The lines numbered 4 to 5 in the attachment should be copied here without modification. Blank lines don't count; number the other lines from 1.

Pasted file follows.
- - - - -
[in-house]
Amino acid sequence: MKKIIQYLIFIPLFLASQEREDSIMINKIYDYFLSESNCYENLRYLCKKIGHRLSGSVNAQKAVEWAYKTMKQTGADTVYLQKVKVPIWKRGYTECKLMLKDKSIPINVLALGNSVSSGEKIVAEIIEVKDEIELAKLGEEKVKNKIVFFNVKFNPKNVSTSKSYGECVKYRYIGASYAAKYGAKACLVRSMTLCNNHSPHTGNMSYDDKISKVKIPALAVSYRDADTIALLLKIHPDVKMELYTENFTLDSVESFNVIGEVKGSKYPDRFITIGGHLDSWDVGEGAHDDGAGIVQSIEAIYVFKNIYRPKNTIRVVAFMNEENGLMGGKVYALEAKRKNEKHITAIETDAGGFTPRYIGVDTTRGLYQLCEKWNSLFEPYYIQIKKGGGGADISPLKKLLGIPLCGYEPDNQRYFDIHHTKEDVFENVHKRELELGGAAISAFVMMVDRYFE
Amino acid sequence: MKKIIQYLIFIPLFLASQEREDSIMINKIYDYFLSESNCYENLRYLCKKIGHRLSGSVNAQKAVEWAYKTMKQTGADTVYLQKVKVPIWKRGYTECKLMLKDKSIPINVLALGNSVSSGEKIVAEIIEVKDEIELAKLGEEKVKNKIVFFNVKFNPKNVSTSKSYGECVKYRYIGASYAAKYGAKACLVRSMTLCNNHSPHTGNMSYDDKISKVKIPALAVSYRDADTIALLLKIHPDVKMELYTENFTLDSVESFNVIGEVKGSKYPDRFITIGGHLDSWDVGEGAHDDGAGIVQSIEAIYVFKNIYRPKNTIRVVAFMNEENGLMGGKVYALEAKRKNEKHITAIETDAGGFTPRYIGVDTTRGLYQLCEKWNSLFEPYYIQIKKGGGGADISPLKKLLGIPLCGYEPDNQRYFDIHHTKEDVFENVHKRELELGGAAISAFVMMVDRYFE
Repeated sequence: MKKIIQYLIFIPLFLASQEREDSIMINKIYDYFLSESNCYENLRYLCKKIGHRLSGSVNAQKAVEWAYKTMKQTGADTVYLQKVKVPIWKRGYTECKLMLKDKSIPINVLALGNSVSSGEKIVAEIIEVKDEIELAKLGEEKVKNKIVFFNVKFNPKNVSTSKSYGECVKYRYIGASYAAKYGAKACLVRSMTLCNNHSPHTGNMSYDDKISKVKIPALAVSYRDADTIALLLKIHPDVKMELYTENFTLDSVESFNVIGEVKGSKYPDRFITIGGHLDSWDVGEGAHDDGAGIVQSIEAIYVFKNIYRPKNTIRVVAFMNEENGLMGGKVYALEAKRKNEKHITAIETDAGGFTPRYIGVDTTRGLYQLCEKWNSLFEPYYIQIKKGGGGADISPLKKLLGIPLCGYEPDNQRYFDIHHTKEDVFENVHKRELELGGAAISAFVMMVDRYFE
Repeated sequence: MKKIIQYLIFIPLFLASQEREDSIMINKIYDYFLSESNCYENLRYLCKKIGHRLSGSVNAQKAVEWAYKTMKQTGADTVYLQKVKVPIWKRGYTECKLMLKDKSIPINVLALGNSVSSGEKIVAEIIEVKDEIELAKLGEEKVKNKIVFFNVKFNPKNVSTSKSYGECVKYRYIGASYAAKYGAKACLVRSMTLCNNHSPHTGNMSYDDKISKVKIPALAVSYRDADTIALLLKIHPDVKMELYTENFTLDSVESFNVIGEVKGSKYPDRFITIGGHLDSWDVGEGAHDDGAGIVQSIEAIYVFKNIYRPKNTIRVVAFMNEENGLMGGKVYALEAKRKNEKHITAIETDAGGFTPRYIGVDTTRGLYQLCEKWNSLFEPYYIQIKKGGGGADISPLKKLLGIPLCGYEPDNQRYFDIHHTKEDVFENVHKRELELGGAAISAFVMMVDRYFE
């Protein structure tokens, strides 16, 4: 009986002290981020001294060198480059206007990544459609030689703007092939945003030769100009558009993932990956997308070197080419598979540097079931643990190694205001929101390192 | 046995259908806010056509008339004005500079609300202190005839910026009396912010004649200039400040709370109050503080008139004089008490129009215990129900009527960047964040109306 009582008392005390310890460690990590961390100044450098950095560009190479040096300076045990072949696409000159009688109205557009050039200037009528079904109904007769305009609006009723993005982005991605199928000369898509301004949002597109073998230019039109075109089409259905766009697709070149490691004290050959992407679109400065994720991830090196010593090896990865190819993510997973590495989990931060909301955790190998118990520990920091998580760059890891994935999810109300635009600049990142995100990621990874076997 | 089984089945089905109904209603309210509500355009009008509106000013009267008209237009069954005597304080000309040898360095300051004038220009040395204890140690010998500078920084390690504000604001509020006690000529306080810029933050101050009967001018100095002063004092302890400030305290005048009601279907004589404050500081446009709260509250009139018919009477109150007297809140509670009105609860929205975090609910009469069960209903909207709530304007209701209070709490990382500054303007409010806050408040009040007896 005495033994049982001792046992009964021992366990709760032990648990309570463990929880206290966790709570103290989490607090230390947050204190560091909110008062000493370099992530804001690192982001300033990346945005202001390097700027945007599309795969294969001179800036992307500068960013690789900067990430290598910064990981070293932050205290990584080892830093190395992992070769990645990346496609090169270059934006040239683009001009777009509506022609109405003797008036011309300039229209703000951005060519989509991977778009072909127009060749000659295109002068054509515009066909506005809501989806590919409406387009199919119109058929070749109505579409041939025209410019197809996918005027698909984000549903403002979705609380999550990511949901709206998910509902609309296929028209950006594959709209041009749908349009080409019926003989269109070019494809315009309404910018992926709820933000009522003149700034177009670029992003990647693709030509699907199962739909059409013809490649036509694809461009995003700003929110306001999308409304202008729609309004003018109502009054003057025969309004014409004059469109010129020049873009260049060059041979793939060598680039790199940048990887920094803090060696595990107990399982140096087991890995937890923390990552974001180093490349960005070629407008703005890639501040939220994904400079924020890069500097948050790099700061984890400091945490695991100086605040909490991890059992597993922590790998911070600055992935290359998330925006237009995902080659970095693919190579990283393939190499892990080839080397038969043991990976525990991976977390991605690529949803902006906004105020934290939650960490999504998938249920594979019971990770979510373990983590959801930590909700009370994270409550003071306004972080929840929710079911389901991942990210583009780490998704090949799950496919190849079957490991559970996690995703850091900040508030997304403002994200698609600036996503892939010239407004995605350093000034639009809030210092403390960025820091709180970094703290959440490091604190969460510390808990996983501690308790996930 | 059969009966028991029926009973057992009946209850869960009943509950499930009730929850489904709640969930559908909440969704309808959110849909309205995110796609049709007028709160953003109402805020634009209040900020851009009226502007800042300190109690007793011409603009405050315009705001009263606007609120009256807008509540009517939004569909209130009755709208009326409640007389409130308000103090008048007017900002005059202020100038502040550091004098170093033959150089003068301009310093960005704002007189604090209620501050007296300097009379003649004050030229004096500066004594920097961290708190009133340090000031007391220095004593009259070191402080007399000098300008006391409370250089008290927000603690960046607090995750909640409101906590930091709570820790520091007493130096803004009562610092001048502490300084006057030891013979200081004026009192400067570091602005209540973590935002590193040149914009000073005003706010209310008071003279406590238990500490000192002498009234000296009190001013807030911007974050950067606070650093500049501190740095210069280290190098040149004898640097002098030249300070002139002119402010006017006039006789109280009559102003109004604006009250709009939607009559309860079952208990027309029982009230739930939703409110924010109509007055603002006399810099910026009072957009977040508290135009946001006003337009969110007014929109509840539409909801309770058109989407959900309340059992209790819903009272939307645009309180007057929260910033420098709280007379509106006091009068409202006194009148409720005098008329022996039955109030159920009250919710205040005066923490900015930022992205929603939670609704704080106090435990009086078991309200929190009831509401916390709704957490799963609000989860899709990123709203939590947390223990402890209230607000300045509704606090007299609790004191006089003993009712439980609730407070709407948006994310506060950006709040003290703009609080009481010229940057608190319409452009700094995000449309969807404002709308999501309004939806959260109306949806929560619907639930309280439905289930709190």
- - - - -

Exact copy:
Repeated sequence: MKKIIQYLIFIPLFLASQEREDSIMINKIYDYFLSESNCYENLRYLCKKIGHRLSGSVNAQKAVEWAYKTMKQTGADTVYLQKVKVPIWKRGYTECKLMLKDKSIPINVLALGNSVSSGEKIVAEIIEVKDEIELAKLGEEKVKNKIVFFNVKFNPKNVSTSKSYGECVKYRYIGASYAAKYGAKACLVRSMTLCNNHSPHTGNMSYDDKISKVKIPALAVSYRDADTIALLLKIHPDVKMELYTENFTLDSVESFNVIGEVKGSKYPDRFITIGGHLDSWDVGEGAHDDGAGIVQSIEAIYVFKNIYRPKNTIRVVAFMNEENGLMGGKVYALEAKRKNEKHITAIETDAGGFTPRYIGVDTTRGLYQLCEKWNSLFEPYYIQIKKGGGGADISPLKKLLGIPLCGYEPDNQRYFDIHHTKEDVFENVHKRELELGGAAISAFVMMVDRYFE
Repeated sequence: MKKIIQYLIFIPLFLASQEREDSIMINKIYDYFLSESNCYENLRYLCKKIGHRLSGSVNAQKAVEWAYKTMKQTGADTVYLQKVKVPIWKRGYTECKLMLKDKSIPINVLALGNSVSSGEKIVAEIIEVKDEIELAKLGEEKVKNKIVFFNVKFNPKNVSTSKSYGECVKYRYIGASYAAKYGAKACLVRSMTLCNNHSPHTGNMSYDDKISKVKIPALAVSYRDADTIALLLKIHPDVKMELYTENFTLDSVESFNVIGEVKGSKYPDRFITIGGHLDSWDVGEGAHDDGAGIVQSIEAIYVFKNIYRPKNTIRVVAFMNEENGLMGGKVYALEAKRKNEKHITAIETDAGGFTPRYIGVDTTRGLYQLCEKWNSLFEPYYIQIKKGGGGADISPLKKLLGIPLCGYEPDNQRYFDIHHTKEDVFENVHKRELELGGAAISAFVMMVDRYFE